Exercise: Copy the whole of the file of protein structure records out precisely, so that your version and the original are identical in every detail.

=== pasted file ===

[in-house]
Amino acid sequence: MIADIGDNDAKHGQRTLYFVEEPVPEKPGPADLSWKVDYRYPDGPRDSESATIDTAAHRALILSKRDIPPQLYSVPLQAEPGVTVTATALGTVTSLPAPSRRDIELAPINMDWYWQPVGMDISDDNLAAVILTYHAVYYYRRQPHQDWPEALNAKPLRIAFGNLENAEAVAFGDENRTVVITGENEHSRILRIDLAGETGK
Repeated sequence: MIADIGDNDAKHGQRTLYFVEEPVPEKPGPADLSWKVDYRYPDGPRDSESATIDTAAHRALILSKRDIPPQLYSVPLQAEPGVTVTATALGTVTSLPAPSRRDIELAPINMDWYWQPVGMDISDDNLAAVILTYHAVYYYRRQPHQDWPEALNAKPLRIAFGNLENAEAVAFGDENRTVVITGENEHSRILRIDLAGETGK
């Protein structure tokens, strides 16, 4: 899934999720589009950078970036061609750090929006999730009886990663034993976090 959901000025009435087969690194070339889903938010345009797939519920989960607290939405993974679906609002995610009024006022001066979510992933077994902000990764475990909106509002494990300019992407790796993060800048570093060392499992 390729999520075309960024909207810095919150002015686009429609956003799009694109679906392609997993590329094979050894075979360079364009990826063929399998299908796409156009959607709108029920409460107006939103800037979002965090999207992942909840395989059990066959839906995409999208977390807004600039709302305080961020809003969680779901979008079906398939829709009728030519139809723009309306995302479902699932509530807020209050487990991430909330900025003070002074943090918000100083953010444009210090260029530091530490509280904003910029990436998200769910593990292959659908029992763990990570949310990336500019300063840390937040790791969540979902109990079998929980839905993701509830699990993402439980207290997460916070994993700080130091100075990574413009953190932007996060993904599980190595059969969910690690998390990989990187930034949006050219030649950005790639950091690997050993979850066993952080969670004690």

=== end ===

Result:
[in-house]
Amino acid sequence: MIADIGDNDAKHGQRTLYFVEEPVPEKPGPADLSWKVDYRYPDGPRDSESATIDTAAHRALILSKRDIPPQLYSVPLQAEPGVTVTATALGTVTSLPAPSRRDIELAPINMDWYWQPVGMDISDDNLAAVILTYHAVYYYRRQPHQDWPEALNAKPLRIAFGNLENAEAVAFGDENRTVVITGENEHSRILRIDLAGETGK
Repeated sequence: MIADIGDNDAKHGQRTLYFVEEPVPEKPGPADLSWKVDYRYPDGPRDSESATIDTAAHRALILSKRDIPPQLYSVPLQAEPGVTVTATALGTVTSLPAPSRRDIELAPINMDWYWQPVGMDISDDNLAAVILTYHAVYYYRRQPHQDWPEALNAKPLRIAFGNLENAEAVAFGDENRTVVITGENEHSRILRIDLAGETGK
């Protein structure tokens, strides 16, 4: 899934999720589009950078970036061609750090929006999730009886990663034993976090 959901000025009435087969690194070339889903938010345009797939519920989960607290939405993974679906609002995610009024006022001066979510992933077994902000990764475990909106509002494990300019992407790796993060800048570093060392499992 390729999520075309960024909207810095919150002015686009429609956003799009694109679906392609997993590329094979050894075979360079364009990826063929399998299908796409156009959607709108029920409460107006939103800037979002965090999207992942909840395989059990066959839906995409999208977390807004600039709302305080961020809003969680779901979008079906398939829709009728030519139809723009309306995302479902699932509530807020209050487990991430909330900025003070002074943090918000100083953010444009210090260029530091530490509280904003910029990436998200769910593990292959659908029992763990990570949310990336500019300063840390937040790791969540979902109990079998929980839905993701509830699990993402439980207290997460916070994993700080130091100075990574413009953190932007996060993904599980190595059969969910690690998390990989990187930034949006050219030649950005790639950091690997050993979850066993952080969670004690």